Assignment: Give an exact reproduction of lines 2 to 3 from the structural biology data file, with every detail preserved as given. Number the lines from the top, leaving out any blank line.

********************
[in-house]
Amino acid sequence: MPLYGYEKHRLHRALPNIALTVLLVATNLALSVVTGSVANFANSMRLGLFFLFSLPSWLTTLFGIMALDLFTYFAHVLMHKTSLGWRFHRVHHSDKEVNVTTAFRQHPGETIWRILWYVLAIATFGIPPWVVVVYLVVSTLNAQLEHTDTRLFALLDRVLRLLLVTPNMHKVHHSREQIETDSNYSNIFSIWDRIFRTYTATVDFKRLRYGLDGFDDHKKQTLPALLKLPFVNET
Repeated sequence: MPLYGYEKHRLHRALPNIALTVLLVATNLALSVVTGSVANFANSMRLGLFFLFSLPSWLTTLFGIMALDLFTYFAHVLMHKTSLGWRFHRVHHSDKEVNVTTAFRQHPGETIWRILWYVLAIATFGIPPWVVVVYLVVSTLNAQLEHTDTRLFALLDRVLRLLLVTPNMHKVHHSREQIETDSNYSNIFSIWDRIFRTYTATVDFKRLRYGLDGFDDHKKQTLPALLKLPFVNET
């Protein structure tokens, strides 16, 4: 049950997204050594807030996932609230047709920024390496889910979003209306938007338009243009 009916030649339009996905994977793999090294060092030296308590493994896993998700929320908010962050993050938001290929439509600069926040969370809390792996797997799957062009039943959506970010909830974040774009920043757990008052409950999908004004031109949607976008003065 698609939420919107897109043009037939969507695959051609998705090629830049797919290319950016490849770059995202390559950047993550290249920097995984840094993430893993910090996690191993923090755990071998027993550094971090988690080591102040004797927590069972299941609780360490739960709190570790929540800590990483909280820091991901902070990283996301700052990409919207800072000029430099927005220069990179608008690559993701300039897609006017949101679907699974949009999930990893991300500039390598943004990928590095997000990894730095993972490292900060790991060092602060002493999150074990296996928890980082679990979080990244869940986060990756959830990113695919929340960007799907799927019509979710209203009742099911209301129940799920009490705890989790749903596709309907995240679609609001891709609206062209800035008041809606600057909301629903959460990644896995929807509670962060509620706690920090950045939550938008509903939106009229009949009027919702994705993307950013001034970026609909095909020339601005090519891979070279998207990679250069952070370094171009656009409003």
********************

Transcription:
Amino acid sequence: MPLYGYEKHRLHRALPNIALTVLLVATNLALSVVTGSVANFANSMRLGLFFLFSLPSWLTTLFGIMALDLFTYFAHVLMHKTSLGWRFHRVHHSDKEVNVTTAFRQHPGETIWRILWYVLAIATFGIPPWVVVVYLVVSTLNAQLEHTDTRLFALLDRVLRLLLVTPNMHKVHHSREQIETDSNYSNIFSIWDRIFRTYTATVDFKRLRYGLDGFDDHKKQTLPALLKLPFVNET
Repeated sequence: MPLYGYEKHRLHRALPNIALTVLLVATNLALSVVTGSVANFANSMRLGLFFLFSLPSWLTTLFGIMALDLFTYFAHVLMHKTSLGWRFHRVHHSDKEVNVTTAFRQHPGETIWRILWYVLAIATFGIPPWVVVVYLVVSTLNAQLEHTDTRLFALLDRVLRLLLVTPNMHKVHHSREQIETDSNYSNIFSIWDRIFRTYTATVDFKRLRYGLDGFDDHKKQTLPALLKLPFVNET